(Heb. 'ahalim), a fragrant wood (Num. 24:6; Ps. 45:8; Prov.
7:17; Cant. 4:14), the Aquilaria agallochum of botanists, or, as
some suppose, the costly gum or perfume extracted from the wood.
It is found in China, Siam, and Northern India, and grows to the
height sometimes of 120 feet. This species is of great rarity
even in India. There is another and more common species, called
by Indians aghil, whence Europeans have given it the name of
Lignum aquile, or eagle-wood. Aloewood was used by the Egyptians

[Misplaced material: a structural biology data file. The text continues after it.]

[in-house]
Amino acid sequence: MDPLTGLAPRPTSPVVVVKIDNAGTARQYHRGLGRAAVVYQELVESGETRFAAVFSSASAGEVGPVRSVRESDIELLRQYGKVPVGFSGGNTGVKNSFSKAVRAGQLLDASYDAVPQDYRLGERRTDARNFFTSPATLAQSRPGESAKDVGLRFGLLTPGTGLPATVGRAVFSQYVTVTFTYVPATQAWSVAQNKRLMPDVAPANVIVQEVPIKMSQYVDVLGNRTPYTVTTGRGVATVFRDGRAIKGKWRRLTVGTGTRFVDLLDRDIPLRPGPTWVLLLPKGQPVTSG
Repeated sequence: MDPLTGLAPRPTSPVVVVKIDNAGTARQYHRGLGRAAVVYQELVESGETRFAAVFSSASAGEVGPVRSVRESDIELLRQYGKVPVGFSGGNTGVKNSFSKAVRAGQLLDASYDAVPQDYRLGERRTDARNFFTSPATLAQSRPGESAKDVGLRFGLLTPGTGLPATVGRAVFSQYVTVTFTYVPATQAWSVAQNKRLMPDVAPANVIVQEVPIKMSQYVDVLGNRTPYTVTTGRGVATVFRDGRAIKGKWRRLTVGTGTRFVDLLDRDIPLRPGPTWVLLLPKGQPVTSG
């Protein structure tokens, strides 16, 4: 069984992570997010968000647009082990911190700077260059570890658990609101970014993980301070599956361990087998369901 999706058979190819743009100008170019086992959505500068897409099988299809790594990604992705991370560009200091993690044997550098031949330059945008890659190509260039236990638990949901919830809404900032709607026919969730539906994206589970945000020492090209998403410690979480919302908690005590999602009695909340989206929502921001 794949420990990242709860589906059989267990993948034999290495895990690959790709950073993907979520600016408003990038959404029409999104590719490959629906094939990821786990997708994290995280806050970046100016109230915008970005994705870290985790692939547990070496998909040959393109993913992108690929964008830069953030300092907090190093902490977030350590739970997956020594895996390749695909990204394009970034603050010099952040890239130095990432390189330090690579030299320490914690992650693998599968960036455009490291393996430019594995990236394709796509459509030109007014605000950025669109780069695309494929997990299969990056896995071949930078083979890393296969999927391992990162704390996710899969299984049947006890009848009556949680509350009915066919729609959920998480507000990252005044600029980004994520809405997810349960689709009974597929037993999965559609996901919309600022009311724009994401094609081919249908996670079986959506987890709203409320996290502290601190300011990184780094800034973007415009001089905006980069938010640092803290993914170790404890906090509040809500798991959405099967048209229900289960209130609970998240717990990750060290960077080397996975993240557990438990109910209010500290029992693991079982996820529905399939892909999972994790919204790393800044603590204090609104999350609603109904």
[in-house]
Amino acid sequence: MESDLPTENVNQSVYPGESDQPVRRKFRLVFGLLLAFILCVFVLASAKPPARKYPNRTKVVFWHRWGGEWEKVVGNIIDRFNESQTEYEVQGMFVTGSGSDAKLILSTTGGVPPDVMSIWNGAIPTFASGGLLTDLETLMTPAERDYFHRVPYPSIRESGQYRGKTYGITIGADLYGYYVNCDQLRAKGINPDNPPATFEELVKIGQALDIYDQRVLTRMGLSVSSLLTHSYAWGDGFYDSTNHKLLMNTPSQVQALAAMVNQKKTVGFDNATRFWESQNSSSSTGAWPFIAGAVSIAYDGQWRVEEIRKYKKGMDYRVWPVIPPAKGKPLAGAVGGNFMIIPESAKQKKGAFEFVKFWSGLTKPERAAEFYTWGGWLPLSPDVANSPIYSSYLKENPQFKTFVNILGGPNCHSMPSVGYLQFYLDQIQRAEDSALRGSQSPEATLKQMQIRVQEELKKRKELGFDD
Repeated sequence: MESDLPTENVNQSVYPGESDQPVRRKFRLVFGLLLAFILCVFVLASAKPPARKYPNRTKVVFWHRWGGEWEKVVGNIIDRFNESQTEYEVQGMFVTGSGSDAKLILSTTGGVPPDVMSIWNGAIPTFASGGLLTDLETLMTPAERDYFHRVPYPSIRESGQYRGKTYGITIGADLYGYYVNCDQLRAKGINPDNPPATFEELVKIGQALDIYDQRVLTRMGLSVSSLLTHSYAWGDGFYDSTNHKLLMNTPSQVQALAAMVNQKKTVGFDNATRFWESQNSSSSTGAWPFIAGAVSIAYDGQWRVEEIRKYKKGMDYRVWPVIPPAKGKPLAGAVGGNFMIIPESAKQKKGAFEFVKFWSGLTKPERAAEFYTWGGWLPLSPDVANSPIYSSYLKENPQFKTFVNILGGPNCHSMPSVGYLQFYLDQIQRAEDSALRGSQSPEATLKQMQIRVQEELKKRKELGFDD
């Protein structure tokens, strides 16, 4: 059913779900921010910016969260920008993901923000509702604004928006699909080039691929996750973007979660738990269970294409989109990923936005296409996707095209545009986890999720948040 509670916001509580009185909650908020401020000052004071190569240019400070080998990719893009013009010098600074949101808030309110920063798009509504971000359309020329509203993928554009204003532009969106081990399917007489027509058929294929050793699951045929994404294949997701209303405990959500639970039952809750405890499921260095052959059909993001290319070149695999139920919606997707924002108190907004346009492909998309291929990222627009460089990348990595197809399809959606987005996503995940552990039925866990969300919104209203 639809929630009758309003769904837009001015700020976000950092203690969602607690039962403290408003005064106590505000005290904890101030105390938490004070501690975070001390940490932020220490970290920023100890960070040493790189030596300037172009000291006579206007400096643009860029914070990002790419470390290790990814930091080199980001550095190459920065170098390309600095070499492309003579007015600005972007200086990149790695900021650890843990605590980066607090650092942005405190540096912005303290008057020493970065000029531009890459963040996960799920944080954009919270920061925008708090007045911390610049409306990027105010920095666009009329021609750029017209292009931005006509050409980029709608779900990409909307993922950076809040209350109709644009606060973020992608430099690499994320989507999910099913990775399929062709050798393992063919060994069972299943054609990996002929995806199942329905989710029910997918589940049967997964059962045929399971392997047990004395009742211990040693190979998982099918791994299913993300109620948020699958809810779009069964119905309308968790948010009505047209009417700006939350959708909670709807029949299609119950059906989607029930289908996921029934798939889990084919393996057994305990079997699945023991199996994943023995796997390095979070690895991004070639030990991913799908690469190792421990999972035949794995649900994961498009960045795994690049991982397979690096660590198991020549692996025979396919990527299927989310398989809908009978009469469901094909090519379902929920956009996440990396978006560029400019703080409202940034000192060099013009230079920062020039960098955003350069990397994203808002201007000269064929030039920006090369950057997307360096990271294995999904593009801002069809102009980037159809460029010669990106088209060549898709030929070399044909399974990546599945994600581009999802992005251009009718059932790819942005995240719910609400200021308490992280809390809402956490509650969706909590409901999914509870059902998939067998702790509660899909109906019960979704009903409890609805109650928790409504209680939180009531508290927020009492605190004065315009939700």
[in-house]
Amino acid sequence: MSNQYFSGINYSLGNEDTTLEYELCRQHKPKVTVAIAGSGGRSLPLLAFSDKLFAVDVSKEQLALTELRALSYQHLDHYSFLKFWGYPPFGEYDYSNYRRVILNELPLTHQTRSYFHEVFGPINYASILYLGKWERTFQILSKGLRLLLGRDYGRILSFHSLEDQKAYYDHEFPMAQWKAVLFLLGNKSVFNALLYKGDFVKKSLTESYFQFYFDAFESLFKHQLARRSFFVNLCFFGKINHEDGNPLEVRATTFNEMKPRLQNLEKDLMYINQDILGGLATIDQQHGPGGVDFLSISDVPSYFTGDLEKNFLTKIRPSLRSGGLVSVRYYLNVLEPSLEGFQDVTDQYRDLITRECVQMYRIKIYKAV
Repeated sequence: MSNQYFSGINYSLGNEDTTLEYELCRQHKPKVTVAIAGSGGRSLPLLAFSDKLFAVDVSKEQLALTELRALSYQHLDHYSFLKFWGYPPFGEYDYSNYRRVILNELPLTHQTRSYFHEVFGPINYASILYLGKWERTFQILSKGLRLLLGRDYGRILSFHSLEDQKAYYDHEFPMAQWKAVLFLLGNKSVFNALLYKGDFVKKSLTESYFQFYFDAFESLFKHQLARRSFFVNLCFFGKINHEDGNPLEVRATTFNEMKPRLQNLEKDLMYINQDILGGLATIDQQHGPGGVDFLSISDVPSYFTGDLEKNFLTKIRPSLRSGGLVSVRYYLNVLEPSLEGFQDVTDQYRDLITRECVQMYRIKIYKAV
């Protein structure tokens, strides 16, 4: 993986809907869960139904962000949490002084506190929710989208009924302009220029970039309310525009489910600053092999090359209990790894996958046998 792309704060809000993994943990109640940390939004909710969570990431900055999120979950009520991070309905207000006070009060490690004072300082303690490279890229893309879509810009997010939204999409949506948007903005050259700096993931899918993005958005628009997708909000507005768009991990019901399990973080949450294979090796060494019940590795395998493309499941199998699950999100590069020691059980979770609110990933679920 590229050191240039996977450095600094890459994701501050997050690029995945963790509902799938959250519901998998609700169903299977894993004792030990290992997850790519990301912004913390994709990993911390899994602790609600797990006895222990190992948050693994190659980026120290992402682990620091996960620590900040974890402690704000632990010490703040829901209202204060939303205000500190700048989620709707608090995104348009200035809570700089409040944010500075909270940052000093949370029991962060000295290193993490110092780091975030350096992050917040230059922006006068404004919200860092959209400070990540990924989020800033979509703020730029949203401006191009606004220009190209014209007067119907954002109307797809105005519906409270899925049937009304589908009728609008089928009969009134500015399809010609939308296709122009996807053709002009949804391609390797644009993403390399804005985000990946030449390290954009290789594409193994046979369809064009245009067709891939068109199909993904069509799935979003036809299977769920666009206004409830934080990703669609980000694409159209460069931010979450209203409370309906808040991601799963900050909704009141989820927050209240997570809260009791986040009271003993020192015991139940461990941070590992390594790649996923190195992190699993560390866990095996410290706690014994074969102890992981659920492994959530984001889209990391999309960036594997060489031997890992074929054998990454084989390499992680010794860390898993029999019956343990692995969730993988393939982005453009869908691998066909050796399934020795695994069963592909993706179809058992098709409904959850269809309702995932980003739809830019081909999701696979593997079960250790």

for embalming dead bodies. Nicodemus brought it (pounded
aloe-wood) to embalm the body of Christ (John 19:39); but
whether this was the same as that mentioned elsewhere is

The bitter aloes of the apothecary is the dried juice of the
leaves Aloe vulgaris.